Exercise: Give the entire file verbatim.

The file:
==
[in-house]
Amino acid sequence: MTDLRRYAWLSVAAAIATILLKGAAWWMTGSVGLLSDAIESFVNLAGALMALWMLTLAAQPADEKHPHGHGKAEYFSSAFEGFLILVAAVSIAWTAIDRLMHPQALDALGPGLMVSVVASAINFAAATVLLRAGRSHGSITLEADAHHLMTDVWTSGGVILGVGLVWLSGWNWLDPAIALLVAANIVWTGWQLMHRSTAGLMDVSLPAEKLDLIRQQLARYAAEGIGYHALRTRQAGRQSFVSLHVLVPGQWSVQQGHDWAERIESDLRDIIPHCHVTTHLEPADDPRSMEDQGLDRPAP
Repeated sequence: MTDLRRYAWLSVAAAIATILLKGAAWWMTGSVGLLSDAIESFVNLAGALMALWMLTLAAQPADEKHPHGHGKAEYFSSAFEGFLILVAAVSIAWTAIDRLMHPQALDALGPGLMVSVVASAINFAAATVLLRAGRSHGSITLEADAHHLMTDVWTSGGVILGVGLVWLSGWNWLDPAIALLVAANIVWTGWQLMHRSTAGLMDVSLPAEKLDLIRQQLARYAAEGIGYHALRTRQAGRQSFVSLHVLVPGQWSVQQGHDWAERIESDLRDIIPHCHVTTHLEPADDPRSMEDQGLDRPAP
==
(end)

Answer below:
[in-house]
Amino acid sequence: MTDLRRYAWLSVAAAIATILLKGAAWWMTGSVGLLSDAIESFVNLAGALMALWMLTLAAQPADEKHPHGHGKAEYFSSAFEGFLILVAAVSIAWTAIDRLMHPQALDALGPGLMVSVVASAINFAAATVLLRAGRSHGSITLEADAHHLMTDVWTSGGVILGVGLVWLSGWNWLDPAIALLVAANIVWTGWQLMHRSTAGLMDVSLPAEKLDLIRQQLARYAAEGIGYHALRTRQAGRQSFVSLHVLVPGQWSVQQGHDWAERIESDLRDIIPHCHVTTHLEPADDPRSMEDQGLDRPAP
Repeated sequence: MTDLRRYAWLSVAAAIATILLKGAAWWMTGSVGLLSDAIESFVNLAGALMALWMLTLAAQPADEKHPHGHGKAEYFSSAFEGFLILVAAVSIAWTAIDRLMHPQALDALGPGLMVSVVASAINFAAATVLLRAGRSHGSITLEADAHHLMTDVWTSGGVILGVGLVWLSGWNWLDPAIALLVAANIVWTGWQLMHRSTAGLMDVSLPAEKLDLIRQQLARYAAEGIGYHALRTRQAGRQSFVSLHVLVPGQWSVQQGHDWAERIESDLRDIIPHCHVTTHLEPADDPRSMEDQGLDRPAP